Federal Judge Rules Ban On Carrying Firearms In D.C. Unconstitutional

| by Kathryn Schroeder

Banning residents from carrying firearms outside of their home has been deemed unconstitutional in the District of Columbia.

Federal Judge Frederick Scullin Jr. overturned the city’s ban in his ruling Palmer v. District of Columbia.  The ruling finds the right to bear arms extends outside the home, and thus gun-control laws are considered unconstitutional.

“We won,” Alan Gura, the lead attorney for the Second Amendment Foundation, told Fox News. “I’m very pleased with the decision that the city can’t forbid the exercise of a fundamental constitutional right."

Residents of the District are now allowed to carry a weapon within its boundaries. The court also ordered other states to allow the same right.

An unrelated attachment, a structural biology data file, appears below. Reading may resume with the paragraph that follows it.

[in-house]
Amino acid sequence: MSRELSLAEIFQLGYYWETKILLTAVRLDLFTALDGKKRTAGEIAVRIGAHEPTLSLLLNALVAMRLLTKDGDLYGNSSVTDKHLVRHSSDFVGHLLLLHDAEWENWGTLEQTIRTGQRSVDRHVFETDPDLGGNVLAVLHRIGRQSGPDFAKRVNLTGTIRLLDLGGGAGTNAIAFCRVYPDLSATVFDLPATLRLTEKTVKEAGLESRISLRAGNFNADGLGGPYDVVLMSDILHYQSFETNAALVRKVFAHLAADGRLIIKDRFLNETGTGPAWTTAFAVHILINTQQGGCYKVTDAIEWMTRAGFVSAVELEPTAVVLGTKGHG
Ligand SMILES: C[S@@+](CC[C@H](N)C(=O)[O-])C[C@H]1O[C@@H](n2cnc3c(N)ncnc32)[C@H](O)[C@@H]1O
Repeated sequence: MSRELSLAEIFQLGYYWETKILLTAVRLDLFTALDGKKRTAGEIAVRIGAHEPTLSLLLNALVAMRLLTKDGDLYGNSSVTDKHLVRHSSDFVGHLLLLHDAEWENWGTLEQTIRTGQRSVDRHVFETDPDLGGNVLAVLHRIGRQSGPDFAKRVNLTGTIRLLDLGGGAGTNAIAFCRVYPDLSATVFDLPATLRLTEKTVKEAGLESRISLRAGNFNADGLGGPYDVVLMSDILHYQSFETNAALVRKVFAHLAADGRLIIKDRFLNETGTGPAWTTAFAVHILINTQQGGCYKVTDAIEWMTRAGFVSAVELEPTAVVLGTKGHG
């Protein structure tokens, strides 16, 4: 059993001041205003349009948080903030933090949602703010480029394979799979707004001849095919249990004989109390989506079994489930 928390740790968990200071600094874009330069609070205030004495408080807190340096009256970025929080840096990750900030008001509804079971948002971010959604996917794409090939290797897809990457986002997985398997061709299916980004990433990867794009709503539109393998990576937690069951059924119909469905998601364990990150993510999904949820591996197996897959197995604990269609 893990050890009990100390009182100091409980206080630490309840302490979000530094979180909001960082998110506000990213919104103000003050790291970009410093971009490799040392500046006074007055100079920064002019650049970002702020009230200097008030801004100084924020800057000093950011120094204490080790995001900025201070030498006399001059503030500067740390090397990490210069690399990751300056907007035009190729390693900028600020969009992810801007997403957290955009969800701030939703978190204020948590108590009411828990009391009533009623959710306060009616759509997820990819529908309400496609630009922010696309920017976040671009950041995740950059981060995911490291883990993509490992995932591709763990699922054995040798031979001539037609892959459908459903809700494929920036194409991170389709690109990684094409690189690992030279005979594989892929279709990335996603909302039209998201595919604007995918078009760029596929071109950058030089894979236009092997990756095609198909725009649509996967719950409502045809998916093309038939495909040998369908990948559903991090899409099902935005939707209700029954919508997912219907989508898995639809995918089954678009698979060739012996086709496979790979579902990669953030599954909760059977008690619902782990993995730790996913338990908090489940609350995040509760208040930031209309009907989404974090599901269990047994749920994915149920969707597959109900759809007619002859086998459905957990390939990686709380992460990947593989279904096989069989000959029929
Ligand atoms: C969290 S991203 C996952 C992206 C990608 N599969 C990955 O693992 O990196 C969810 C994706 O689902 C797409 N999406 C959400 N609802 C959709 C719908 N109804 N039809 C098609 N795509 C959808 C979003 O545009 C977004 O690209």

An appeal is expected by the District, but Gura plans to keep fighting.

“We’ll be happy to keep the fight going,” Gura said.

According to legal sources of the Washington Post, all parties in a case must be duly informed of a ruling and given the opportunity to appeal before it takes effect.

At the time of publication, the D.C. attorney's general office had not seen the order, nor had the police department.

Judge Scullin concludes in his decision that “there is no longer any basis on which this court can conclude that the District of Columbia's total ban on the public carrying of ready-to-use handguns outside the home is constitutional under any level of scrutiny.”

A future gun-control law is still possible as Judge Scullin wrote that the court “enjoins Defendants from enforcing the home limitations of [D.C. firearms laws] unless and until such time as the District of Columbia adopts a licensing mechanism consistent with constitutional standards enabling people to exercise their Second Amendment right to bear arms.”

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